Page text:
Published November 26, 2007
| London Times
A British primary school teacher arrested in Sudan faces up to 40 lashes for blasphemy after letting her class of 7-year-olds name a teddy bear Muhammad.
Gillian Gibbons, 54, from Liverpool, was arrested at at Khartoum's Unity High School yesterday, and accused of insulting the Prophet of Islam.
Her colleagues said that they feared for her safety after reports that groups of young men had gathered outside the Khartoum police station where she was taken and were shouting death threats.
The Unity school is a Christian-run but multi-racial and co-educational private school that is popular with Sudanese professionals and expatriate workers.
Bishop Ezekiel Kondo, chairman of the school council, told The Times that the school was in dispute with authorities over taxes, and suggested that Gibbons, who arrived in Khartoum in August, may have been caught up in that.
"The thing may be very simple but there are people who are trying to make it bigger. It's a kind of blackmail," he said.
Teachers at the school, in central Khartoum, a mile from the Nile River, said that Gibbons had made an innocent mistake by letting her pupils choose their favorite name for the toy as part of a school project.
Robert Boulos, the Unity director, said Gibbons was following a British National Curriculum course designed to teach young pupils about animals and their habitats. This year’s animal was the bear.
In September, she asked a girl to bring in her teddy bear to help the class focus and then asked the children to name the toy.
“They came up with eight names including Abdullah, Hassan and Muhammad. Then she explained what it meant to vote and asked them to choose the name,” Boulos said.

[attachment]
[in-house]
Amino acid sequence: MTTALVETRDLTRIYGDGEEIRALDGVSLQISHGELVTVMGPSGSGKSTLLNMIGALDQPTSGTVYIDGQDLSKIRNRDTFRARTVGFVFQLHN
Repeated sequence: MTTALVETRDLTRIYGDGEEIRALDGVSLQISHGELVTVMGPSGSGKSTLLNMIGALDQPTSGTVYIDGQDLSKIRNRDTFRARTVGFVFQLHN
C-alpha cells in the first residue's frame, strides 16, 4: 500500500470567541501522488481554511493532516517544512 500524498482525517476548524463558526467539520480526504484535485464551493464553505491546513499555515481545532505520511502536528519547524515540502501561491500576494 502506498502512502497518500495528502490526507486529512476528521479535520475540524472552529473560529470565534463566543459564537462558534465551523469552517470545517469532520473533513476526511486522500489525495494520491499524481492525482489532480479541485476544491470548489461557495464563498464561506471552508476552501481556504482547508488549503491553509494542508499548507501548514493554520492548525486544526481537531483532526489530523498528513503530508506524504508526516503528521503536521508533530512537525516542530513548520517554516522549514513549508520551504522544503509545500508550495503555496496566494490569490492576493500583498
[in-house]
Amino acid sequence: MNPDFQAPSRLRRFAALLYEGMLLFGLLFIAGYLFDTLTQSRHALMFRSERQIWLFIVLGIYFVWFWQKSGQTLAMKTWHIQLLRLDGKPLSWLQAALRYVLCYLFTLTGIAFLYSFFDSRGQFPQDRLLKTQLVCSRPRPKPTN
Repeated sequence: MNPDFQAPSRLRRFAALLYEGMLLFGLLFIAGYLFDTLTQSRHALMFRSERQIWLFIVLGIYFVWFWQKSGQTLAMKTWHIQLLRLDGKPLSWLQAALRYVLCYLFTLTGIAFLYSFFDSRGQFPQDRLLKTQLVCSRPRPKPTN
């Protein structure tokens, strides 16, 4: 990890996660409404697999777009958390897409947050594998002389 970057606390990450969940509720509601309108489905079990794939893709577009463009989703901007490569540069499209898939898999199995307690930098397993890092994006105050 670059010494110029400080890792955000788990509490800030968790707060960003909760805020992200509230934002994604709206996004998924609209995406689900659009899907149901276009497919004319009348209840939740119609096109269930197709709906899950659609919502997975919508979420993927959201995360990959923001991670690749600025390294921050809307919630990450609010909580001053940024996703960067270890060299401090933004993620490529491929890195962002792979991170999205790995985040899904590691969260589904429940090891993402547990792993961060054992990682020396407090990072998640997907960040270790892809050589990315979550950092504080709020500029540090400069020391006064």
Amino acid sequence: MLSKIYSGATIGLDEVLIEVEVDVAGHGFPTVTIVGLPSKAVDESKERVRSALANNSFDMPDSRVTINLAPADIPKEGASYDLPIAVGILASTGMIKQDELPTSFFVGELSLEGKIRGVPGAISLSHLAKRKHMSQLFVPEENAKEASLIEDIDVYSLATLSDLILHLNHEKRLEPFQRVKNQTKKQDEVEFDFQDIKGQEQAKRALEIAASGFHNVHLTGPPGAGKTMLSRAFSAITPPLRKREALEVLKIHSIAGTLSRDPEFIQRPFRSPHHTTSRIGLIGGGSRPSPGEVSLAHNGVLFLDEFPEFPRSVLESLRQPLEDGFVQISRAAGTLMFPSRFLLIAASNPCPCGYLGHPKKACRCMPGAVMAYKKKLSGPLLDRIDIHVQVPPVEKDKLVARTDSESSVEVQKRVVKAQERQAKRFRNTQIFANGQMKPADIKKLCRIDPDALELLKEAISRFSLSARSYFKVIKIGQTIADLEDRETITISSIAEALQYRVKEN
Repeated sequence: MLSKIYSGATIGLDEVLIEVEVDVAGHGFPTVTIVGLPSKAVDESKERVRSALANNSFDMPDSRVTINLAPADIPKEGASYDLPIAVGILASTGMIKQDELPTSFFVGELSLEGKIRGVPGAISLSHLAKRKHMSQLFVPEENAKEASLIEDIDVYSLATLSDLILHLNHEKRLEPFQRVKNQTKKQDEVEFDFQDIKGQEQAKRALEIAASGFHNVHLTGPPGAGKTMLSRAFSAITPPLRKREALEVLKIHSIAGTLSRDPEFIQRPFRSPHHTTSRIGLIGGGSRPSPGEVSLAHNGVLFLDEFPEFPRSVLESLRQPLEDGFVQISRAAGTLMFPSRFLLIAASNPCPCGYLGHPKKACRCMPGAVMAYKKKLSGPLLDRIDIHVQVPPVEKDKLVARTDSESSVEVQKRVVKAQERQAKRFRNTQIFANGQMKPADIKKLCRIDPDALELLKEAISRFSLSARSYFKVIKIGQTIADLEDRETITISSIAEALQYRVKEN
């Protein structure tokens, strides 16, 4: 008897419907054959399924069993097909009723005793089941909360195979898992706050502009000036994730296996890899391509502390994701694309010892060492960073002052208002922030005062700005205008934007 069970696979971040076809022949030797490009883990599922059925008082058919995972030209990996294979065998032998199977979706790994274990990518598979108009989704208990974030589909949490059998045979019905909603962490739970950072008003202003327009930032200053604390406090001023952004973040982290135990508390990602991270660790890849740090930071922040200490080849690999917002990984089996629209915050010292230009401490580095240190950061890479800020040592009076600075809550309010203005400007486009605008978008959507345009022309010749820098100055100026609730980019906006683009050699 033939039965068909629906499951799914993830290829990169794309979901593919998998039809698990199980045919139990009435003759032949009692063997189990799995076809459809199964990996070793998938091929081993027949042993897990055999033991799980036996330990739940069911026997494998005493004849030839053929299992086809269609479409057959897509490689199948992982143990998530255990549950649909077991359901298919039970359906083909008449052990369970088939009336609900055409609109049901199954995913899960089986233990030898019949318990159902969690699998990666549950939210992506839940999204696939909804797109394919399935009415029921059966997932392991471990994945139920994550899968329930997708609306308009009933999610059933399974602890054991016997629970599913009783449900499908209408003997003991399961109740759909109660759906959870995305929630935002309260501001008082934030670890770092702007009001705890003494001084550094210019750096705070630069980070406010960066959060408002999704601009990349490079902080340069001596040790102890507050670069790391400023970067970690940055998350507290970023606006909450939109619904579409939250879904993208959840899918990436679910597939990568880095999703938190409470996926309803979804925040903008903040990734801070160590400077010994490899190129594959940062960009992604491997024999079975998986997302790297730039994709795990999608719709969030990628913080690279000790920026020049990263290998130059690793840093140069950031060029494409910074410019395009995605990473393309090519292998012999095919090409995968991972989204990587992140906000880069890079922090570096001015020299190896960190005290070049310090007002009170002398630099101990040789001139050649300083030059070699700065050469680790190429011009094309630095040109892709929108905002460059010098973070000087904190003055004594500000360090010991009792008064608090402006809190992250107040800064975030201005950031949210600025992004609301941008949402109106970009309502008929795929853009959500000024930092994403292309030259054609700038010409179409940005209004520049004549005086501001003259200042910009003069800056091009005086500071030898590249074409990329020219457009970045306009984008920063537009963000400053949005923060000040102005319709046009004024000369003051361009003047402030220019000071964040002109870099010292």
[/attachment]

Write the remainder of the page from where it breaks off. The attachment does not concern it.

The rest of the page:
Twenty out of the 23 children chose Muhammad. Each child was allowed to take the bear home for weekends and asked to keep a diary about what they did with the toy. Each entry was collected in a book with a picture of the bear on the cover, next to the message "My name is Muhammad."
Boulos said that the bear itself was not marked or labeled with the name in any way, adding that Sudanese police had now seized the book and asked to interview the 7-year-old girl who brought in the bear.
He said that he had decided to close down the school until January for fear of reprisals in Sudan’s predominantly Muslim capital.
“This is a very sensitive issue. We are very worried about her safety,” he said. “This was a completely innocent mistake. Ms. Gibbons would have never wanted to insult Islam.”
The British Embassy in Khartoum said that it was still unclear whether Gibbons had been charged formally. “We are following it up with the authorities and trying to meet her in person,” it said.
Under Sudan's Sharia law, blasphemy could attract a large fine, 40 lashes or a jail term of up to six months.